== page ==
Each year, about this time the cherry trees blossom. Cherry blossom means Japan, of course. In Japan they are in two minds about it. The arrival of the cherry blossom heralds the arrival of the hay fever season. While the cherry blossom is the most obvious culprit, it isn’t the main source of the pollen. Most comes from the Japanese Cedar and Japanese Cypress trees that were planted in their thousands as part of the reconstruction and rebuilding programme after the war. The pollen from these two trees is maximised once the tree reaches the ripe old age of thirty. Most of the trees are now thirty to forty years old and well into the swing of it.
At this time of year a range of ‘anti-hay fever’ products appear – after all, on a nice day who wouldn’t want to picnic in the park amongst the cherry blossom. This year, the most popular seems to be a sort of bee keeper helmet, with a small battery powered fan in the top that draws in air through a filter. I presume that the air in Japan, realises that it isn’t supposed to come in through the gauze covering your face, and makes its way round to the fan independently – perhaps there are signs showing the correct path.
Our cherry trees, down by the beck, are doing their best. Every time we pass that way we stop and have a chat. Obviously, we’re concerned that all these negative vibes may put them off.
We’ve taken to passing on those ‘inspired quotes’ that litter the Internet every time we’re round that way. Today we tried ‘It doesn’t matter if the glass is half full or half empty – as long as you have a glass with something in it’. I’m not sure if it hit the spot, though.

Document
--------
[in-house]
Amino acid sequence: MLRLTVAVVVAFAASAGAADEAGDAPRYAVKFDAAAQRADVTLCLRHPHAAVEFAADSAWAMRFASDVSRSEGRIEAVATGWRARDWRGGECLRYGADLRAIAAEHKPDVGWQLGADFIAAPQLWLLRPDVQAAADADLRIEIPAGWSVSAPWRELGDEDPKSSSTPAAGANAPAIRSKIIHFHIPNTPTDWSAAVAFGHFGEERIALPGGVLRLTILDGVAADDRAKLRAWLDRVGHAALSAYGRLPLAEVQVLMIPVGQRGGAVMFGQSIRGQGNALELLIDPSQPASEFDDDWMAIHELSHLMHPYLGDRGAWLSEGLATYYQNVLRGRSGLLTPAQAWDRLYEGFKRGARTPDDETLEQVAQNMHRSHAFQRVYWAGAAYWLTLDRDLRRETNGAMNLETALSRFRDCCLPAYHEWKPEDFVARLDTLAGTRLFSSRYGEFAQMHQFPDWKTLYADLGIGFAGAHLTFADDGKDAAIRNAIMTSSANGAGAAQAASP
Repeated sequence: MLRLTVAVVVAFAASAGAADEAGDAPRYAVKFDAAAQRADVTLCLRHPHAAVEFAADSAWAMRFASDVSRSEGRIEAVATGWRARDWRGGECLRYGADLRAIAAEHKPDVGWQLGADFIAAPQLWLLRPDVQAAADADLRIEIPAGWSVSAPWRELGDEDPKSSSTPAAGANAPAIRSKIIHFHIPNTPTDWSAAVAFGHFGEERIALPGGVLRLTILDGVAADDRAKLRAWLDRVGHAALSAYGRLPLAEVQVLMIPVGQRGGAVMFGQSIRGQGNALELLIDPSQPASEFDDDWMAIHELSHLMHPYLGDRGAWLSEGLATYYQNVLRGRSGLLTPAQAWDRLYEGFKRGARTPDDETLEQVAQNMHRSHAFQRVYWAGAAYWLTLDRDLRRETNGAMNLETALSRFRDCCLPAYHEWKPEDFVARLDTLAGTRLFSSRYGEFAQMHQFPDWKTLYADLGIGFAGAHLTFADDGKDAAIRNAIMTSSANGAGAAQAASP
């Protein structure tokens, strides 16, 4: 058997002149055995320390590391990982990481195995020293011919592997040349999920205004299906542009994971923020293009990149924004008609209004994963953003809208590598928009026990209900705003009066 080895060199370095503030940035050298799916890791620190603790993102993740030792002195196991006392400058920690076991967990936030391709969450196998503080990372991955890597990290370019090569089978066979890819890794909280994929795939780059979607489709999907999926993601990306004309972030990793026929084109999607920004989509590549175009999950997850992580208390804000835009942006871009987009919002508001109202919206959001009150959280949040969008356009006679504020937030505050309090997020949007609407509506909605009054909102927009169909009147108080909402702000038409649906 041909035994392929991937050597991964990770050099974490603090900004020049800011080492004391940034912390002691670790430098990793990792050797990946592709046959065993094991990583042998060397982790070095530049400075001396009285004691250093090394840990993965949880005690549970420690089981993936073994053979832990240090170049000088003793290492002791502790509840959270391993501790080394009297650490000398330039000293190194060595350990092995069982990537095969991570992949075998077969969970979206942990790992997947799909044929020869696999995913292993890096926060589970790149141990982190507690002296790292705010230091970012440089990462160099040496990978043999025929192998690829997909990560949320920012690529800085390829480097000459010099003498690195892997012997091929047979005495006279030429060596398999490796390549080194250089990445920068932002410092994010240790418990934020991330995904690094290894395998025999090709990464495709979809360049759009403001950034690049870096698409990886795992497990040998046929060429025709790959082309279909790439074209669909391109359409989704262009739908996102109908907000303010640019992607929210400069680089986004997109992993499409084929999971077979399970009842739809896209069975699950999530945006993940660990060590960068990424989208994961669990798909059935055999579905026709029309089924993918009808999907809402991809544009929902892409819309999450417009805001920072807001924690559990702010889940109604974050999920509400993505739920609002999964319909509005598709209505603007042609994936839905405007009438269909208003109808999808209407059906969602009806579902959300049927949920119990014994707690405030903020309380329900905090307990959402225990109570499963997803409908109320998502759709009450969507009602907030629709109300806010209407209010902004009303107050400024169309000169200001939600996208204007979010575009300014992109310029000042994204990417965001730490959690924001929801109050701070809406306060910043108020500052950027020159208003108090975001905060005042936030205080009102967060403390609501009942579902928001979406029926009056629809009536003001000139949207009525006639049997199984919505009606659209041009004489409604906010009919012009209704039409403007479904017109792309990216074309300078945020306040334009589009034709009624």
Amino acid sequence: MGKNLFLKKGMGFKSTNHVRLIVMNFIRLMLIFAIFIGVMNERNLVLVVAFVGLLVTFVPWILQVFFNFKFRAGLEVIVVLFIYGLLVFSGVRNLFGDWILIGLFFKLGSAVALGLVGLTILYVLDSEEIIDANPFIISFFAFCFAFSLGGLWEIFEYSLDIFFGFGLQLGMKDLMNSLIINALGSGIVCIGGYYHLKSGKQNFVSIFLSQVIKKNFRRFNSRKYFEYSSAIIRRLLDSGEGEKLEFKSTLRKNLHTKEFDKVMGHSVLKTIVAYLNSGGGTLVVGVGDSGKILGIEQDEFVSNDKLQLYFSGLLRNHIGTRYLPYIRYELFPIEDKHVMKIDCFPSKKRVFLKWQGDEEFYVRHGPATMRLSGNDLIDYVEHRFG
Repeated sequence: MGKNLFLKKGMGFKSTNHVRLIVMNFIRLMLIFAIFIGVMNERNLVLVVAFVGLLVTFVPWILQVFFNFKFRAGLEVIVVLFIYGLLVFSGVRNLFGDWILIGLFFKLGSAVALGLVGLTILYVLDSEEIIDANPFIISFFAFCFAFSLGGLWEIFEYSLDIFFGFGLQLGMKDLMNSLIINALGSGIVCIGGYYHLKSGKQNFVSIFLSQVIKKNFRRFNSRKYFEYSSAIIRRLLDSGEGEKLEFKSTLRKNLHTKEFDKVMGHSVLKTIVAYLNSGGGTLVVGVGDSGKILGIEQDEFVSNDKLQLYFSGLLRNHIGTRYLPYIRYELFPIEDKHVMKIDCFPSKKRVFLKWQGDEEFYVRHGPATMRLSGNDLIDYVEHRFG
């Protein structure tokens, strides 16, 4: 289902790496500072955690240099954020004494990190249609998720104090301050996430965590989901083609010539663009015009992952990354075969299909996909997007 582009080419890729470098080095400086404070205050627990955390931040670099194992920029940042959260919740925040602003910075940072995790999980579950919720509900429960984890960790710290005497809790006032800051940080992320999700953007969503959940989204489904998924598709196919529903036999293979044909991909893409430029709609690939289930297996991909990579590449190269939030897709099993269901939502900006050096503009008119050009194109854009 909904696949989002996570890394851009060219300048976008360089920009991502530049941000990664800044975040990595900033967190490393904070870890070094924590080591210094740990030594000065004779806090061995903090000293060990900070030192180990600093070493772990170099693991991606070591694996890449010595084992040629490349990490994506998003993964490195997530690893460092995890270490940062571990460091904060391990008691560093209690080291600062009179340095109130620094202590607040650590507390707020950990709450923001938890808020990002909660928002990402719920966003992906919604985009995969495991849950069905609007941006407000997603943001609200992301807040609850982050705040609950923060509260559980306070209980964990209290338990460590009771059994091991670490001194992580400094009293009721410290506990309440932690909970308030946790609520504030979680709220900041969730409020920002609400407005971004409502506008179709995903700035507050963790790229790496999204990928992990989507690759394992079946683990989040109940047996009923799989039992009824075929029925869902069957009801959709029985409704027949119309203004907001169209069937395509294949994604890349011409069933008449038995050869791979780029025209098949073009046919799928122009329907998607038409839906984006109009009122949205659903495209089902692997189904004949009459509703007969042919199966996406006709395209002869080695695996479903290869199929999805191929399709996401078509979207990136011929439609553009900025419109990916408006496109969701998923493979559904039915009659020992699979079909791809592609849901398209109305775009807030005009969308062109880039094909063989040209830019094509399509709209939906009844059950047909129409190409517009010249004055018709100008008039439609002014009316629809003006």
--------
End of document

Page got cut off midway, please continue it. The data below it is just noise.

At last! Cherry blossom, it must be spring. It’s a good thing we have stuff like cherry blossom to remind us that this is the time of the year to have a good spring clean. The weather certainly doesn’t give us any clues. I’m not sure if it is deliberately trying to keep us guessing and thinks ‘a little bit of this’ then ‘a little bit of that’ is part of the game, or if things have become thoroughly disorganised up there. Perhaps it’s the economic situation. The only guy who actually knew what was going on was laid off in a downsizing drive. They then told the cleaners that it was now part of their terms of employment, and to make sure that all the weather was used up in strict rotation, then to dust the shelves regularly. The computerised ordering system would detect an empty shelf and reorder new weather components on a ‘Just In Time‘ basis.
As you might expect, the cleaners went through the whole place issuing out the dirty old faded bits of sunshine and dog-eared grey clouds. Then they cleaned all the shelves from top to bottom. The ordering system promptly refilled the nice clean shelves with new and shiny weather. This meant that the shelves no longer needed cleaning. To maintain the statistics necessary for their annual assessment, the rack nearest the Tea Room, which has dirty brown clouds and sheets of rain on it and so is the hardest to keep clean, regularly has its contents rotated.
Luckily, they don’t work during tea break and so we do occasionally, have a small patch of sunshine, which is left to cover up a multitude of sins while they all pop out for a smoke.